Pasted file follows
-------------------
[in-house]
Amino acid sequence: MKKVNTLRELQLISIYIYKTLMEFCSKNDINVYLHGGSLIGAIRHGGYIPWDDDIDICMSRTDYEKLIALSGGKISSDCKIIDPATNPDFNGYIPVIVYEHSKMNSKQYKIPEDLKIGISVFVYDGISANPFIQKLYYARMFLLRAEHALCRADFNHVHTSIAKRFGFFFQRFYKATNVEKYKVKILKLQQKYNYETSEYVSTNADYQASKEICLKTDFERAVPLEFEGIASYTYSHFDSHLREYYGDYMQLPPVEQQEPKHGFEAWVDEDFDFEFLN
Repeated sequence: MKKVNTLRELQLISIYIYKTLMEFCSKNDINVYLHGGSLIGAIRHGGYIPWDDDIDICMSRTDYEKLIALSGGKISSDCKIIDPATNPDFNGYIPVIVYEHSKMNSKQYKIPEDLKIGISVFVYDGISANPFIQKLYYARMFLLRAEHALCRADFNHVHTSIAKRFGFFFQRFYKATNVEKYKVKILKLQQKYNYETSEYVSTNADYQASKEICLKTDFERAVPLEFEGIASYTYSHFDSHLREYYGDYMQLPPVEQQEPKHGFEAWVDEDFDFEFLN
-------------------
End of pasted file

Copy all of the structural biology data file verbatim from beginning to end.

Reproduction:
[in-house]
Amino acid sequence: MKKVNTLRELQLISIYIYKTLMEFCSKNDINVYLHGGSLIGAIRHGGYIPWDDDIDICMSRTDYEKLIALSGGKISSDCKIIDPATNPDFNGYIPVIVYEHSKMNSKQYKIPEDLKIGISVFVYDGISANPFIQKLYYARMFLLRAEHALCRADFNHVHTSIAKRFGFFFQRFYKATNVEKYKVKILKLQQKYNYETSEYVSTNADYQASKEICLKTDFERAVPLEFEGIASYTYSHFDSHLREYYGDYMQLPPVEQQEPKHGFEAWVDEDFDFEFLN
Repeated sequence: MKKVNTLRELQLISIYIYKTLMEFCSKNDINVYLHGGSLIGAIRHGGYIPWDDDIDICMSRTDYEKLIALSGGKISSDCKIIDPATNPDFNGYIPVIVYEHSKMNSKQYKIPEDLKIGISVFVYDGISANPFIQKLYYARMFLLRAEHALCRADFNHVHTSIAKRFGFFFQRFYKATNVEKYKVKILKLQQKYNYETSEYVSTNADYQASKEICLKTDFERAVPLEFEGIASYTYSHFDSHLREYYGDYMQLPPVEQQEPKHGFEAWVDEDFDFEFLN